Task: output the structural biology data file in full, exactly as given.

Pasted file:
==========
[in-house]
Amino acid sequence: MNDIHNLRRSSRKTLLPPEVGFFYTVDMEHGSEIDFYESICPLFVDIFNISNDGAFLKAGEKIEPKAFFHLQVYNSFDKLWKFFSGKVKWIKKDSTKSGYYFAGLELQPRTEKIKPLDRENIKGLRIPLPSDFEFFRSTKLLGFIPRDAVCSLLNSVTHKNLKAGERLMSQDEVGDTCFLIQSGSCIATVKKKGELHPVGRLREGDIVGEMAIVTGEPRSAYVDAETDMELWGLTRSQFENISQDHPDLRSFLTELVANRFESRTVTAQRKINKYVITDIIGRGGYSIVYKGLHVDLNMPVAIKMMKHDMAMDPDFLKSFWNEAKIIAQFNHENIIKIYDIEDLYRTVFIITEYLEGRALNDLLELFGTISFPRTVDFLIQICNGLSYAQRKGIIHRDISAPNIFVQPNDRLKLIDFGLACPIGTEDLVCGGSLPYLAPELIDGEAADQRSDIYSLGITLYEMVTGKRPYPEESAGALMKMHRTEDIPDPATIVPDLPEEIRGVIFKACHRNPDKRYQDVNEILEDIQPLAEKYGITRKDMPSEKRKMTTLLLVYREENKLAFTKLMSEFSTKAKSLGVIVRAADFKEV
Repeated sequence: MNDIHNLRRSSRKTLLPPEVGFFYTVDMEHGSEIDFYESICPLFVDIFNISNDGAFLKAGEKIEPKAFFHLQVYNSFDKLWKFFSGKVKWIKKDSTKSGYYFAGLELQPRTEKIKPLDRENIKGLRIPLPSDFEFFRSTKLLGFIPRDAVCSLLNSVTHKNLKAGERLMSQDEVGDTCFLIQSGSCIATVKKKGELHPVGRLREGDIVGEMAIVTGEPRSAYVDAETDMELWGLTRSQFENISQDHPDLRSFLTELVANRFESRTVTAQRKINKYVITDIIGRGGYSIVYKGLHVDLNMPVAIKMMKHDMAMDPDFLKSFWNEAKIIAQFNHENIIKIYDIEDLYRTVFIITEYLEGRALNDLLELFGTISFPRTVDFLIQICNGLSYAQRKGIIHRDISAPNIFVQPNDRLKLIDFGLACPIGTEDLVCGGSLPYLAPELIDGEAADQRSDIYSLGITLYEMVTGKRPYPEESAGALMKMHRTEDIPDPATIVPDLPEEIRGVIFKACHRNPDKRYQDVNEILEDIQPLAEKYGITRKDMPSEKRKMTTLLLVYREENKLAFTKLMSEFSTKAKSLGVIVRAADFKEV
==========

[in-house]
Amino acid sequence: MNDIHNLRRSSRKTLLPPEVGFFYTVDMEHGSEIDFYESICPLFVDIFNISNDGAFLKAGEKIEPKAFFHLQVYNSFDKLWKFFSGKVKWIKKDSTKSGYYFAGLELQPRTEKIKPLDRENIKGLRIPLPSDFEFFRSTKLLGFIPRDAVCSLLNSVTHKNLKAGERLMSQDEVGDTCFLIQSGSCIATVKKKGELHPVGRLREGDIVGEMAIVTGEPRSAYVDAETDMELWGLTRSQFENISQDHPDLRSFLTELVANRFESRTVTAQRKINKYVITDIIGRGGYSIVYKGLHVDLNMPVAIKMMKHDMAMDPDFLKSFWNEAKIIAQFNHENIIKIYDIEDLYRTVFIITEYLEGRALNDLLELFGTISFPRTVDFLIQICNGLSYAQRKGIIHRDISAPNIFVQPNDRLKLIDFGLACPIGTEDLVCGGSLPYLAPELIDGEAADQRSDIYSLGITLYEMVTGKRPYPEESAGALMKMHRTEDIPDPATIVPDLPEEIRGVIFKACHRNPDKRYQDVNEILEDIQPLAEKYGITRKDMPSEKRKMTTLLLVYREENKLAFTKLMSEFSTKAKSLGVIVRAADFKEV
Repeated sequence: MNDIHNLRRSSRKTLLPPEVGFFYTVDMEHGSEIDFYESICPLFVDIFNISNDGAFLKAGEKIEPKAFFHLQVYNSFDKLWKFFSGKVKWIKKDSTKSGYYFAGLELQPRTEKIKPLDRENIKGLRIPLPSDFEFFRSTKLLGFIPRDAVCSLLNSVTHKNLKAGERLMSQDEVGDTCFLIQSGSCIATVKKKGELHPVGRLREGDIVGEMAIVTGEPRSAYVDAETDMELWGLTRSQFENISQDHPDLRSFLTELVANRFESRTVTAQRKINKYVITDIIGRGGYSIVYKGLHVDLNMPVAIKMMKHDMAMDPDFLKSFWNEAKIIAQFNHENIIKIYDIEDLYRTVFIITEYLEGRALNDLLELFGTISFPRTVDFLIQICNGLSYAQRKGIIHRDISAPNIFVQPNDRLKLIDFGLACPIGTEDLVCGGSLPYLAPELIDGEAADQRSDIYSLGITLYEMVTGKRPYPEESAGALMKMHRTEDIPDPATIVPDLPEEIRGVIFKACHRNPDKRYQDVNEILEDIQPLAEKYGITRKDMPSEKRKMTTLLLVYREENKLAFTKLMSEFSTKAKSLGVIVRAADFKEV